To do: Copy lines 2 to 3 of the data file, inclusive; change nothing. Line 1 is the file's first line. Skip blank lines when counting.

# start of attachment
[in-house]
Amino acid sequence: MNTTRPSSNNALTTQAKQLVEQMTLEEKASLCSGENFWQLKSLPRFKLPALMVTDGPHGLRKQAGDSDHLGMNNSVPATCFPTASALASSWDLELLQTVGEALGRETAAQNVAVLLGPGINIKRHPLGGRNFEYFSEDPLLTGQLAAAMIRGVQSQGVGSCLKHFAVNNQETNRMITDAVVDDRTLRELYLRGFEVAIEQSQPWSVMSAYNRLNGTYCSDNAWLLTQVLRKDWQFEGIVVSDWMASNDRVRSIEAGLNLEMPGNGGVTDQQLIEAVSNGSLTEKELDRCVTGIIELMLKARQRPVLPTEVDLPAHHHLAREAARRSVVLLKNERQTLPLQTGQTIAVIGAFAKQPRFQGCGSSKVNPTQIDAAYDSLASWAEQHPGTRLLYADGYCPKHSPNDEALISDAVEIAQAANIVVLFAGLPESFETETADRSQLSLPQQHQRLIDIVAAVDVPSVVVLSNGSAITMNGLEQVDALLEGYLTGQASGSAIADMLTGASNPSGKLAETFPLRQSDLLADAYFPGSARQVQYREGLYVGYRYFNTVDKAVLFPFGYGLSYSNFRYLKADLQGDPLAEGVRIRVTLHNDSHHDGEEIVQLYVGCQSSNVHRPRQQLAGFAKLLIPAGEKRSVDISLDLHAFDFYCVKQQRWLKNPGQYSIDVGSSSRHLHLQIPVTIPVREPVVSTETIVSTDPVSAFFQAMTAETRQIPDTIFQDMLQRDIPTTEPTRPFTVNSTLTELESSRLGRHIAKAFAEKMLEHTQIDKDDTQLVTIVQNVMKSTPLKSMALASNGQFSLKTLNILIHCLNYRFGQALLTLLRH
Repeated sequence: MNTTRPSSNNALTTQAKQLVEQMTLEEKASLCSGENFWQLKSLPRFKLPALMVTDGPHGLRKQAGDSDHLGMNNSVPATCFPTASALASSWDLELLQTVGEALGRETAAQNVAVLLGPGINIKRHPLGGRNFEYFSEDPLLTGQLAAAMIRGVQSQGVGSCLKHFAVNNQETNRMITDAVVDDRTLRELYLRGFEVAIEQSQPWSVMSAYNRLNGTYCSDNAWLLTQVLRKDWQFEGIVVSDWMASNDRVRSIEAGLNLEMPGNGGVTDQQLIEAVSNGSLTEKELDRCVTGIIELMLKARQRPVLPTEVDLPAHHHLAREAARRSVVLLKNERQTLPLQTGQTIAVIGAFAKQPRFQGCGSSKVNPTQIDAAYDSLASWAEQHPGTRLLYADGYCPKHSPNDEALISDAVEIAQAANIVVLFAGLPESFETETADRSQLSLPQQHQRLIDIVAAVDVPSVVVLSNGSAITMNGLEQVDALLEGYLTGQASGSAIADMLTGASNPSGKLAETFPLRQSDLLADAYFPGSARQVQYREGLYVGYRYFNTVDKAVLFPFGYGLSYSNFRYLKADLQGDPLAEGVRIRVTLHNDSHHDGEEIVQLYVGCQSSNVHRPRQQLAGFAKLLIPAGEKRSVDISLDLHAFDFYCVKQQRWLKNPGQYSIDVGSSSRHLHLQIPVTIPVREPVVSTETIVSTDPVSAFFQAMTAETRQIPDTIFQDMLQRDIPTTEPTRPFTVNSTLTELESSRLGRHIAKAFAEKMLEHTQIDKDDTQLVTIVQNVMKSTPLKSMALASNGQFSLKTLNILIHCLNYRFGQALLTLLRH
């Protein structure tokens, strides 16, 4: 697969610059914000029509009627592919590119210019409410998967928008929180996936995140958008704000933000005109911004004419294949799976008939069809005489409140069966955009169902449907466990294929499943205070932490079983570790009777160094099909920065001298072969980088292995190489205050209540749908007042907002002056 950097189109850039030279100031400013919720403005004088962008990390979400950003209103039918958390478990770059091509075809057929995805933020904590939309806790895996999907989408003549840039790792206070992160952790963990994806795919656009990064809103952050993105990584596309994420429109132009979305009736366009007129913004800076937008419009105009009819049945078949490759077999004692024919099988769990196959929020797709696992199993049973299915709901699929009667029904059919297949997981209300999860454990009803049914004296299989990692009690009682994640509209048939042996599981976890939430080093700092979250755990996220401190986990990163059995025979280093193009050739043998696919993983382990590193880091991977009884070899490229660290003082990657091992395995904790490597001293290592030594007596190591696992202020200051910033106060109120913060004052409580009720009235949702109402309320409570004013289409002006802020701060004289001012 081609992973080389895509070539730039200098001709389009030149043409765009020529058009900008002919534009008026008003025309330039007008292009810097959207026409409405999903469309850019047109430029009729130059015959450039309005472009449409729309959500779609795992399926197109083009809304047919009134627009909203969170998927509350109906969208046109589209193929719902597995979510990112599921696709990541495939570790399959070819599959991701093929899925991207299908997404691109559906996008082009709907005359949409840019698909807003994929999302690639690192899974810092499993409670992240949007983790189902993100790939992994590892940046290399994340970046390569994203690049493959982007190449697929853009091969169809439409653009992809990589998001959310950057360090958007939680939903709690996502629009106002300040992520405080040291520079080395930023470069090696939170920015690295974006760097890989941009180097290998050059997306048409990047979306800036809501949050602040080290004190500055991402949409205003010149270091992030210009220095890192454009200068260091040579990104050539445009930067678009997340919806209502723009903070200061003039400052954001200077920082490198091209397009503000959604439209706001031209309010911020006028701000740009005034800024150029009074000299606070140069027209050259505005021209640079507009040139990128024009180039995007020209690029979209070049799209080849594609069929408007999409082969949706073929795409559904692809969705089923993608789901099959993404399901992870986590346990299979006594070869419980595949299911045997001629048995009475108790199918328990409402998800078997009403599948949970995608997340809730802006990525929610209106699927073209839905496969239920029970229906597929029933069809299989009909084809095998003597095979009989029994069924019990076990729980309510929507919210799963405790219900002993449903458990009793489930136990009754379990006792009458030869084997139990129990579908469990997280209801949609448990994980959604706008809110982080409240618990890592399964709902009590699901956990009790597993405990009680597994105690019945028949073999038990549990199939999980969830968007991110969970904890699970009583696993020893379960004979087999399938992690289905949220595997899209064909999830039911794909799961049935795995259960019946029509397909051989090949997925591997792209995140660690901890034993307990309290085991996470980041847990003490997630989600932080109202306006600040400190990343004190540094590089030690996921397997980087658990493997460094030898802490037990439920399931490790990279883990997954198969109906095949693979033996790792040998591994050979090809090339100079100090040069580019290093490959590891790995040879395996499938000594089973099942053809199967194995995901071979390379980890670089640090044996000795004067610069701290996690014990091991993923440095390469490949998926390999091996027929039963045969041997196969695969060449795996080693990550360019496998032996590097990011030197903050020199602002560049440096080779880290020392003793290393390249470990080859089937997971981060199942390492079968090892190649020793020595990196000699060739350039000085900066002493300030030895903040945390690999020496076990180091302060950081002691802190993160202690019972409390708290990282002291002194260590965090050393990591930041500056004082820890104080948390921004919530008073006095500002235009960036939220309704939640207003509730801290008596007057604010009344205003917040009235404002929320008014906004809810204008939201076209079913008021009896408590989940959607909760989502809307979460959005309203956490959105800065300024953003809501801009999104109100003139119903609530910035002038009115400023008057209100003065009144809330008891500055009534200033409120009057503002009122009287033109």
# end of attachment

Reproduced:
Amino acid sequence: MNTTRPSSNNALTTQAKQLVEQMTLEEKASLCSGENFWQLKSLPRFKLPALMVTDGPHGLRKQAGDSDHLGMNNSVPATCFPTASALASSWDLELLQTVGEALGRETAAQNVAVLLGPGINIKRHPLGGRNFEYFSEDPLLTGQLAAAMIRGVQSQGVGSCLKHFAVNNQETNRMITDAVVDDRTLRELYLRGFEVAIEQSQPWSVMSAYNRLNGTYCSDNAWLLTQVLRKDWQFEGIVVSDWMASNDRVRSIEAGLNLEMPGNGGVTDQQLIEAVSNGSLTEKELDRCVTGIIELMLKARQRPVLPTEVDLPAHHHLAREAARRSVVLLKNERQTLPLQTGQTIAVIGAFAKQPRFQGCGSSKVNPTQIDAAYDSLASWAEQHPGTRLLYADGYCPKHSPNDEALISDAVEIAQAANIVVLFAGLPESFETETADRSQLSLPQQHQRLIDIVAAVDVPSVVVLSNGSAITMNGLEQVDALLEGYLTGQASGSAIADMLTGASNPSGKLAETFPLRQSDLLADAYFPGSARQVQYREGLYVGYRYFNTVDKAVLFPFGYGLSYSNFRYLKADLQGDPLAEGVRIRVTLHNDSHHDGEEIVQLYVGCQSSNVHRPRQQLAGFAKLLIPAGEKRSVDISLDLHAFDFYCVKQQRWLKNPGQYSIDVGSSSRHLHLQIPVTIPVREPVVSTETIVSTDPVSAFFQAMTAETRQIPDTIFQDMLQRDIPTTEPTRPFTVNSTLTELESSRLGRHIAKAFAEKMLEHTQIDKDDTQLVTIVQNVMKSTPLKSMALASNGQFSLKTLNILIHCLNYRFGQALLTLLRH
Repeated sequence: MNTTRPSSNNALTTQAKQLVEQMTLEEKASLCSGENFWQLKSLPRFKLPALMVTDGPHGLRKQAGDSDHLGMNNSVPATCFPTASALASSWDLELLQTVGEALGRETAAQNVAVLLGPGINIKRHPLGGRNFEYFSEDPLLTGQLAAAMIRGVQSQGVGSCLKHFAVNNQETNRMITDAVVDDRTLRELYLRGFEVAIEQSQPWSVMSAYNRLNGTYCSDNAWLLTQVLRKDWQFEGIVVSDWMASNDRVRSIEAGLNLEMPGNGGVTDQQLIEAVSNGSLTEKELDRCVTGIIELMLKARQRPVLPTEVDLPAHHHLAREAARRSVVLLKNERQTLPLQTGQTIAVIGAFAKQPRFQGCGSSKVNPTQIDAAYDSLASWAEQHPGTRLLYADGYCPKHSPNDEALISDAVEIAQAANIVVLFAGLPESFETETADRSQLSLPQQHQRLIDIVAAVDVPSVVVLSNGSAITMNGLEQVDALLEGYLTGQASGSAIADMLTGASNPSGKLAETFPLRQSDLLADAYFPGSARQVQYREGLYVGYRYFNTVDKAVLFPFGYGLSYSNFRYLKADLQGDPLAEGVRIRVTLHNDSHHDGEEIVQLYVGCQSSNVHRPRQQLAGFAKLLIPAGEKRSVDISLDLHAFDFYCVKQQRWLKNPGQYSIDVGSSSRHLHLQIPVTIPVREPVVSTETIVSTDPVSAFFQAMTAETRQIPDTIFQDMLQRDIPTTEPTRPFTVNSTLTELESSRLGRHIAKAFAEKMLEHTQIDKDDTQLVTIVQNVMKSTPLKSMALASNGQFSLKTLNILIHCLNYRFGQALLTLLRH